Like a careful value investor, the enterprise multiple prefers companies holding cash and abhors companies with high levels of unserviceable debt. In practice, that tendency can be a double-edged sword. Enterprise multiple screens will contain many small “cash boxes”—companies with large net cash holdings relative to their market capitalization—often because the main business has been sold, or the business is a legacy in run-off that lingers like our vestigial appendix. Such stocks tend to have limited upside. On the flip side, they also have happily virtually no downside. In this way they are vastly superior to the highly leveraged companies favored by the price-to-book value ratio, which tends to serve up heavily leveraged slivers of somewhat discounted equity. The enterprise multiple is a more complete measure of relative value than the academic favorite price-to-book value, or any of the other common price-to-value ratios. The enterprise multiple includes debt as well as equity, contains a clearer measure of operating profit, and captures changes in cash from period to period. The empirical returns to portfolios created using the enterprise multiple bear out this rationale. Why does the simple enterprise multiple outperform the Magic Formula, the enterprise multiple and the return on invested capital combined? How can we reconcile the theory behind the deep value strategy—which amounts to fair companies at wonderful prices—with the theory behind Warren Buffett’s wonderful companies at fair prices strategy?
EBITDA Yield: A Historical Perspective
Here’s what Patrick wrote in 2014 about the market valuation.
Using this measure to look at all investable stocks in the U.S., it’s clear that the market as a whole has gotten more expensive since 2009. The EBITDA yield at the end of February, 2009 was roughly 14% for the entire U.S. market—today it is 9%. But the market’s overall valuation only tells part of the story. The market in 2009 offered a wide variety of valuations, whereas today, in 2014, the opportunities are much more clustered. Stocks today are more expensive, but valuations are also much more homogeneous.
O’Shaughnessy wraps up the post by saying:
This doesn’t suggest that you should abandon valuation as a key component in stock selection (quite the contrary), but it does suggest there is less of an edge today in cheap stocks than there was five years ago: there are far fewer U.S. stocks that are very cheap.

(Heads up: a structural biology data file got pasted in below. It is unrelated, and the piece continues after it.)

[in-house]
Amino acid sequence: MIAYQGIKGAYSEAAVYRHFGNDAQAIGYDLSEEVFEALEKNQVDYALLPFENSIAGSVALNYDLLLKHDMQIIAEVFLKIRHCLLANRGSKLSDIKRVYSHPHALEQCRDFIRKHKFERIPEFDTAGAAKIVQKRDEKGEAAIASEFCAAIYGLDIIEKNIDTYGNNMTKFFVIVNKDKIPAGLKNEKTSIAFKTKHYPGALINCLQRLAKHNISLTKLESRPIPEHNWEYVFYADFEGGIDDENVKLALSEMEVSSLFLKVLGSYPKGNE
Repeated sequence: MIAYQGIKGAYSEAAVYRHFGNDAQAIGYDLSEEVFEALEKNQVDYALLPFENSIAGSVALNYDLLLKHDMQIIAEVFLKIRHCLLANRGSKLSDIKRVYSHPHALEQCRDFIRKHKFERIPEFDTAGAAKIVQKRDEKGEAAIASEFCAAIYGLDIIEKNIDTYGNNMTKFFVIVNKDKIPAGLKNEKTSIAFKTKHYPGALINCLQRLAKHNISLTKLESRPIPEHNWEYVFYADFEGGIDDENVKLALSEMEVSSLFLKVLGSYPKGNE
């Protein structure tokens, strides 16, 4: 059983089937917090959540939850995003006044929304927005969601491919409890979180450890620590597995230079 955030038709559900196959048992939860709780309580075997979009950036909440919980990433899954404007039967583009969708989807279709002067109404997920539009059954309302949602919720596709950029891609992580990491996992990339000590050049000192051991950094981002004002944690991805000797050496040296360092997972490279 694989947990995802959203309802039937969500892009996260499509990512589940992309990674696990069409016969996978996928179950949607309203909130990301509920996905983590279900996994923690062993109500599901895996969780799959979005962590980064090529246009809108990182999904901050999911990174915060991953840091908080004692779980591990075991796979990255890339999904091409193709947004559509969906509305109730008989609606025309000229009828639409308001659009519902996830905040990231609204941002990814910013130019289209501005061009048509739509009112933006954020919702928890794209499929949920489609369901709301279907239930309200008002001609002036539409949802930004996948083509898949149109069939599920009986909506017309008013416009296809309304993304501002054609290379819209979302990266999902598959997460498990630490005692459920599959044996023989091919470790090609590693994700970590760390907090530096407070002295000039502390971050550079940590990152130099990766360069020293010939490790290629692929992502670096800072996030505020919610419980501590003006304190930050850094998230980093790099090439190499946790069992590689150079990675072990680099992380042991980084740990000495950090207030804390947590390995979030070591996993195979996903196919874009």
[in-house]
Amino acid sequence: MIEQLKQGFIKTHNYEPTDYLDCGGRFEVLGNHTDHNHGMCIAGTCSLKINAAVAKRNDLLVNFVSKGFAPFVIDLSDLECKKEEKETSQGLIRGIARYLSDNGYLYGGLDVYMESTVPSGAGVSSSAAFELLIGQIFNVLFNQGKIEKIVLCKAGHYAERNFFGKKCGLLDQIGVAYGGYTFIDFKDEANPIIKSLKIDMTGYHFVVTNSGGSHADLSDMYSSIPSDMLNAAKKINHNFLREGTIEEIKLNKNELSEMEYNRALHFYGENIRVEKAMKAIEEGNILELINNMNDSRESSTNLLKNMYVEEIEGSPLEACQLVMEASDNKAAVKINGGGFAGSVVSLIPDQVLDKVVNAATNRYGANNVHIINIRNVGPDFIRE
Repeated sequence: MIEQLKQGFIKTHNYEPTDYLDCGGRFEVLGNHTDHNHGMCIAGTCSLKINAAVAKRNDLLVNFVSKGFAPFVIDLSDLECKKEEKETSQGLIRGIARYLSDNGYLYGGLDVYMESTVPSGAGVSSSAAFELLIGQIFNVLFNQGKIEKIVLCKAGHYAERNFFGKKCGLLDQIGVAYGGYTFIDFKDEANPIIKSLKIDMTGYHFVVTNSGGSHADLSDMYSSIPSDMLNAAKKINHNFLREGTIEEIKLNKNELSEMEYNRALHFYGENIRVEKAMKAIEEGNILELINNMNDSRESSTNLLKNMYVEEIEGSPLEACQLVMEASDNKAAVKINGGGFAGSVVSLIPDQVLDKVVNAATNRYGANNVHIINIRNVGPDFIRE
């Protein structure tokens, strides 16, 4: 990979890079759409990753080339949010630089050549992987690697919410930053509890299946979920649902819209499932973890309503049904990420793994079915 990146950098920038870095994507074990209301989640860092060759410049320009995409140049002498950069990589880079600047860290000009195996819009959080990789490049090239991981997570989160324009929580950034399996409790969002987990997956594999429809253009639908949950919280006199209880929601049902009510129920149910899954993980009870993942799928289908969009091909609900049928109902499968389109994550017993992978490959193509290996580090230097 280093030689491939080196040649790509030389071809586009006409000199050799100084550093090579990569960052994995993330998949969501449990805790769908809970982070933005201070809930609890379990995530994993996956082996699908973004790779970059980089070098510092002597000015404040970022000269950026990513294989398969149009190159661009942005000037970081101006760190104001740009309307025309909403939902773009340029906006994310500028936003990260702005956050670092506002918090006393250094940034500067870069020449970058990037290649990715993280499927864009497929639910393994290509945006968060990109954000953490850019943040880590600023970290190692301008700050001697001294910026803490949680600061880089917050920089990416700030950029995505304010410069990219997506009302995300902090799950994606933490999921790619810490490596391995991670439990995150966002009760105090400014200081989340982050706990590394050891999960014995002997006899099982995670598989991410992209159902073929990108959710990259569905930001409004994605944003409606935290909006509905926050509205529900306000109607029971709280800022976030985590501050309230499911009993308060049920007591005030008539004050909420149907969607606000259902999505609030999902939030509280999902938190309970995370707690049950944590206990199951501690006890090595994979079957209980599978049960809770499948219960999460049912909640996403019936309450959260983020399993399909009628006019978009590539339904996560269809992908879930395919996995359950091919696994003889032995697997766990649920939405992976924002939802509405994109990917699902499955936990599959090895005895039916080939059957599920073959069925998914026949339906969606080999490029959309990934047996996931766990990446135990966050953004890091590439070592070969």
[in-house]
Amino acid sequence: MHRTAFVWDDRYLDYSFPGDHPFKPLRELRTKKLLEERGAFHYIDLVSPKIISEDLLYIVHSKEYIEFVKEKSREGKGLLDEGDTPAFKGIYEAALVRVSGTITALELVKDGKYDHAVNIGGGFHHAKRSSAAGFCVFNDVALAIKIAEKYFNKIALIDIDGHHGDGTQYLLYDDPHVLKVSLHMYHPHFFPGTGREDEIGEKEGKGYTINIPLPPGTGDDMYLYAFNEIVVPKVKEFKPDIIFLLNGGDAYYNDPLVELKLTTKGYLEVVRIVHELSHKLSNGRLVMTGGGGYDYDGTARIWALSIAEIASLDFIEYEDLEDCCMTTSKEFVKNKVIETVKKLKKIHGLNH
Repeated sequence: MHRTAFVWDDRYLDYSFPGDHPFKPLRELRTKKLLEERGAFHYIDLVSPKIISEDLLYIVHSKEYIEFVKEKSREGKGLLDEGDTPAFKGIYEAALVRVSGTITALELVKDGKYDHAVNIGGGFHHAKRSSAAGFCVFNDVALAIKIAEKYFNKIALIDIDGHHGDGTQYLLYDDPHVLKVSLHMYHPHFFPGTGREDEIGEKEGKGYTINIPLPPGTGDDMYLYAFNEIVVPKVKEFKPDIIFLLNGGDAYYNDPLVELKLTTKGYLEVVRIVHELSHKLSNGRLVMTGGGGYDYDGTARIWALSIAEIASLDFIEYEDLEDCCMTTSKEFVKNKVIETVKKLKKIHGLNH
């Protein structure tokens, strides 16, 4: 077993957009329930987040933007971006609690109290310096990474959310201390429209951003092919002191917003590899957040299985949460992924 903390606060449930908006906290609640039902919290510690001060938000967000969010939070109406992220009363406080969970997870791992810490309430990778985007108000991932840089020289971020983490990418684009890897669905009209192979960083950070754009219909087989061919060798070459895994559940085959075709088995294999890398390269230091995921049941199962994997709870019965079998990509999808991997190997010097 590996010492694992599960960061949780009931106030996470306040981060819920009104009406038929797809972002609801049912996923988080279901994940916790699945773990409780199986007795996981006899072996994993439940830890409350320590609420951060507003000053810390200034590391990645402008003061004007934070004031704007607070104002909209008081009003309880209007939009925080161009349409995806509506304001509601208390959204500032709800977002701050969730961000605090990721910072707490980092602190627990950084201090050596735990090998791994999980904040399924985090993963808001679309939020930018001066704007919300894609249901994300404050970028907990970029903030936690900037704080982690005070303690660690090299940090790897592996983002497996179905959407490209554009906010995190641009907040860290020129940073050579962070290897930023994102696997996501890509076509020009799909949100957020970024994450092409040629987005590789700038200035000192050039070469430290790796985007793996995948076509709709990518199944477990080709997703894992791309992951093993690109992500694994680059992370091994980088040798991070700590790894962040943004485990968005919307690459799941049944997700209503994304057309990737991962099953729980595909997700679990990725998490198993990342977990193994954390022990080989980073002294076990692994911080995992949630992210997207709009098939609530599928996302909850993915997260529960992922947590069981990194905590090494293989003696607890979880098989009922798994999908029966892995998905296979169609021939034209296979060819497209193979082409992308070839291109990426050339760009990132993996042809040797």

So What Is A Cheap EV/EBITDA Multiple?
Regarding what levels is considered a very cheap EV/EBITDA multiple, O’Shaughnessy says in another post:
I asked Tobias what he considers a very cheap multiple EV/EBITDA multiple, and we agreed that somewhere below 5x indicates a cheap stock, while a multiple of less than 3x indicates very deep value. So here is the problem: today, we face what is perhaps the most difficult environment for deep value investing in history. Just 3.2% of non-financial, U.S. companies with a market cap of at least $200MM trade at an EV/EBITDA multiple below 5x. That is just off June’s all-time low of 2.9%.
Further Reading on EBITDA by Geoff Gannon
- One Ratio to Rule Them All: EV/EBITDA
- Should Buy And Hold Investors Worry About EV/EBITDA?
- Geoff Gannon Investor Questions Podcast #4: What Is The Difference Between Earnings, Free Cash Flow, And EBITDA?
- Why We Can’t Use Owner Earnings to Talk about Stocks
- Geoff Gannon On Valuation, Bargain Hunting and Over-Diversification
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About the Author
The pseudonymous Hurricane Capital was Born in the 80’s, lives in Sweden with a Masters of Science in Business and Economics from Stockholm University. Got interested in value investing and devotes his free time and investing. The main goal through the Hurricane Capital blog is to learn about different investing topics, investors and business cases for investment.